RHS to highlight benefits of microscopic garden organisms at Hampton Court

Microscopic garden organisms will be celebrated in a scientific garden at the RHS Hampton Court Palace Flower Show from the 8-13 July.

The RHS Invisible Garden will allow visitors to magnify usually unseen organisms, including plants and insects, to more than 1,000 times their actual size. RHS scientists will be on hand to provide advice on how to create environments in which these beneficial organisms can thrive.

Among the organism under scrutiny will be lacewing larvae, a butterfly's wing, carnivorous plants and rotifers.

RHS director of science Dr Alistair Griffiths said: "The Invisible Garden is an opportunity for people to learn more about the amazing microscopic world in their gardens and the benefits these truly astounding organisms bring.

"We believe that by raising the profile of these garden heroes and letting people know more about the crucial role they play in supporting biodiversity and us, that they will be inspired to do more in their own gardens to support wildlife, from the smallest rotifer to birds and mammals.

"Throughout the show RHS scientists will be on-hand to provide simple advice on the things gardeners can do to encourage and support biodiversity; from planting a mix of trees shrubs and flowering plants to encourage a wide range of wildlife, to attracting beetles by not clearing dead wood and logs, as they provide a perfect habitat for insects."

Have you registered with us yet?

Register now to enjoy more articles and free email bulletins

Sign up now
Already registered?
Sign in

Before commenting please read our rules for commenting on articles.

If you see a comment you find offensive, you can flag it as inappropriate. In the top right-hand corner of an individual comment, you will see 'flag as inappropriate'. Clicking this prompts us to review the comment. For further information see our rules for commenting on articles.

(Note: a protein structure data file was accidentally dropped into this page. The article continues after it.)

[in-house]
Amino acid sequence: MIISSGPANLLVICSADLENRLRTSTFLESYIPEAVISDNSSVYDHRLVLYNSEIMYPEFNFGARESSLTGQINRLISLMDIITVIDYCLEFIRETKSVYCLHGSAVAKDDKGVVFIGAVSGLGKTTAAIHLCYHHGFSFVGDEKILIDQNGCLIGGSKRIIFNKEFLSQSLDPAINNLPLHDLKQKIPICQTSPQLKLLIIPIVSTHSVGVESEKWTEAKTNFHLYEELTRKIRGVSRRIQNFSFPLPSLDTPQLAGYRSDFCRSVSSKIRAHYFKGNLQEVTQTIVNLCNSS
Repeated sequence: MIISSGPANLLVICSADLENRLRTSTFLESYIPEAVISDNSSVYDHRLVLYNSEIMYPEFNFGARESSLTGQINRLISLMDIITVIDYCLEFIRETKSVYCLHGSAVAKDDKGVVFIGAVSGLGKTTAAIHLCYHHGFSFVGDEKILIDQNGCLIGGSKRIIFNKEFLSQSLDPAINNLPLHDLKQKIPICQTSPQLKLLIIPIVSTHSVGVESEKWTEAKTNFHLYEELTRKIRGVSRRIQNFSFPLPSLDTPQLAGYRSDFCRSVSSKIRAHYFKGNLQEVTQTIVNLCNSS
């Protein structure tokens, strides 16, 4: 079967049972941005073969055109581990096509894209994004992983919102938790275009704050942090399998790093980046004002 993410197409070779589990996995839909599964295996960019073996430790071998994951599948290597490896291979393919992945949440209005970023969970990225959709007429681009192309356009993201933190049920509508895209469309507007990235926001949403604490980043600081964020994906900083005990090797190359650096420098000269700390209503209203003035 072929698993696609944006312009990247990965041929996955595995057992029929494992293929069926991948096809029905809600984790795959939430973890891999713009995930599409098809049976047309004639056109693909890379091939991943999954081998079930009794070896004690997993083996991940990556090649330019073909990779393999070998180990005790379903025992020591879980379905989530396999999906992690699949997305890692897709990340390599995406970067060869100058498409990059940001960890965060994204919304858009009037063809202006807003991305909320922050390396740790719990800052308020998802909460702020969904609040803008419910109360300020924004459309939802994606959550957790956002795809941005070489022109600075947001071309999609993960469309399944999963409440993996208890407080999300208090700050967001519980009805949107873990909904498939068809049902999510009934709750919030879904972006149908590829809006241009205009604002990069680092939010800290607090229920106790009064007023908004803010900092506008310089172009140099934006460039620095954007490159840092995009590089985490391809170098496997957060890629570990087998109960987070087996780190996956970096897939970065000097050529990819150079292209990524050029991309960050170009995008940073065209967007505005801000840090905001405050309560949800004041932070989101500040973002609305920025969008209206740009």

comments powered by Disqus

Read These Next

What is being done to develop biocontrols against orchard pests?

What is being done to develop biocontrols against orchard pests?

The SIVAL horticultural trade show in Angers, France, this week (16-18 January) heard about several initiatives to promote more environmentally sustainable orchard growing.

What does the 25-year plan mean for growers?

What does the 25-year plan mean for growers?

Published on 11 January, the Government's long-awaited 'A Green Future: Our 25 Year Plan to Improve the Environment' brings together a number of policy strands into a single framework that will impact many sectors, not least fresh produce, over the coming decades.

What will 'embracing change' mean for horticulture?

What will 'embracing change' mean for horticulture?

At the Oxford Farming Conference, whose theme was "embracing change", Defra secretary Michael Gove expanded on what a post-Brexit UK agriculture and land-use policy will look like and how it will impact farmers and growers.

Follow us on:
  • Facebook
  • LinkedIn
  • Twitter
  • Google +
Horticulture Jobs
More Horticulture Jobs

Pest & Disease Tracker bulletin 

The latest pest and disease alerts, how to treat them, plus EAMU updates, sent direct to your inbox.

Sign up here

Professor Geoffrey Dixon

GreenGene International chair Geoff Dixon on the business of fresh produce production

Read Professor Geoffrey Dixon